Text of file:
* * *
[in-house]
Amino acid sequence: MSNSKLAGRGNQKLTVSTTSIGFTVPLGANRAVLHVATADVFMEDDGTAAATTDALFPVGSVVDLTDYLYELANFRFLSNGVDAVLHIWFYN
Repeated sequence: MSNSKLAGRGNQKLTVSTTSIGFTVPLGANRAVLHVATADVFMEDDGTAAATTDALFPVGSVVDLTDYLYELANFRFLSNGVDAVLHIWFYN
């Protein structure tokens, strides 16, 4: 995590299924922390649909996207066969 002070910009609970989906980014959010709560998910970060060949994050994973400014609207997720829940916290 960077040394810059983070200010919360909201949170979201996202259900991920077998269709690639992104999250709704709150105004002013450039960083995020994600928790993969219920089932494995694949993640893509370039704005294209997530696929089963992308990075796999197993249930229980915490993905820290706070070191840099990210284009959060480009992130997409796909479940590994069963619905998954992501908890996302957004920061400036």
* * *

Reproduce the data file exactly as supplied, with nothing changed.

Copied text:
[in-house]
Amino acid sequence: MSNSKLAGRGNQKLTVSTTSIGFTVPLGANRAVLHVATADVFMEDDGTAAATTDALFPVGSVVDLTDYLYELANFRFLSNGVDAVLHIWFYN
Repeated sequence: MSNSKLAGRGNQKLTVSTTSIGFTVPLGANRAVLHVATADVFMEDDGTAAATTDALFPVGSVVDLTDYLYELANFRFLSNGVDAVLHIWFYN
């Protein structure tokens, strides 16, 4: 995590299924922390649909996207066969 002070910009609970989906980014959010709560998910970060060949994050994973400014609207997720829940916290 960077040394810059983070200010919360909201949170979201996202259900991920077998269709690639992104999250709704709150105004002013450039960083995020994600928790993969219920089932494995694949993640893509370039704005294209997530696929089963992308990075796999197993249930229980915490993905820290706070070191840099990210284009959060480009992130997409796909479940590994069963619905998954992501908890996302957004920061400036």